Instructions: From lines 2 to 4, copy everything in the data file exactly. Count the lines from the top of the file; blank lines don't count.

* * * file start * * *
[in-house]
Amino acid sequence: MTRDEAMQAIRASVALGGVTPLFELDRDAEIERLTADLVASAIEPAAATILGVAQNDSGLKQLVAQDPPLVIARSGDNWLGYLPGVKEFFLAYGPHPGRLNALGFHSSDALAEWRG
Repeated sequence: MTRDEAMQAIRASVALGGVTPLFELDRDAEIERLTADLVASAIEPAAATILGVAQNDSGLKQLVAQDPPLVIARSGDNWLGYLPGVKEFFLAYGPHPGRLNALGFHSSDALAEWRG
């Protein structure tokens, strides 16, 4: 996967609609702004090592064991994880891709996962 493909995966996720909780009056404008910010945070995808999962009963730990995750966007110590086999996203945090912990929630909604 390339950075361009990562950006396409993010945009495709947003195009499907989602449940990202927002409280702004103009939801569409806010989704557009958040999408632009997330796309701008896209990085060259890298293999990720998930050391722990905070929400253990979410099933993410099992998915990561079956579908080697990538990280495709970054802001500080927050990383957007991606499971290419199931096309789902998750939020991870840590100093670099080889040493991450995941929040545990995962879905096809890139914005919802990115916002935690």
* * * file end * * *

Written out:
Amino acid sequence: MTRDEAMQAIRASVALGGVTPLFELDRDAEIERLTADLVASAIEPAAATILGVAQNDSGLKQLVAQDPPLVIARSGDNWLGYLPGVKEFFLAYGPHPGRLNALGFHSSDALAEWRG
Repeated sequence: MTRDEAMQAIRASVALGGVTPLFELDRDAEIERLTADLVASAIEPAAATILGVAQNDSGLKQLVAQDPPLVIARSGDNWLGYLPGVKEFFLAYGPHPGRLNALGFHSSDALAEWRG
């Protein structure tokens, strides 16, 4: 996967609609702004090592064991994880891709996962 493909995966996720909780009056404008910010945070995808999962009963730990995750966007110590086999996203945090912990929630909604 390339950075361009990562950006396409993010945009495709947003195009499907989602449940990202927002409280702004103009939801569409806010989704557009958040999408632009997330796309701008896209990085060259890298293999990720998930050391722990905070929400253990979410099933993410099992998915990561079956579908080697990538990280495709970054802001500080927050990383957007991606499971290419199931096309789902998750939020991870840590100093670099080889040493991450995941929040545990995962879905096809890139914005919802990115916002935690």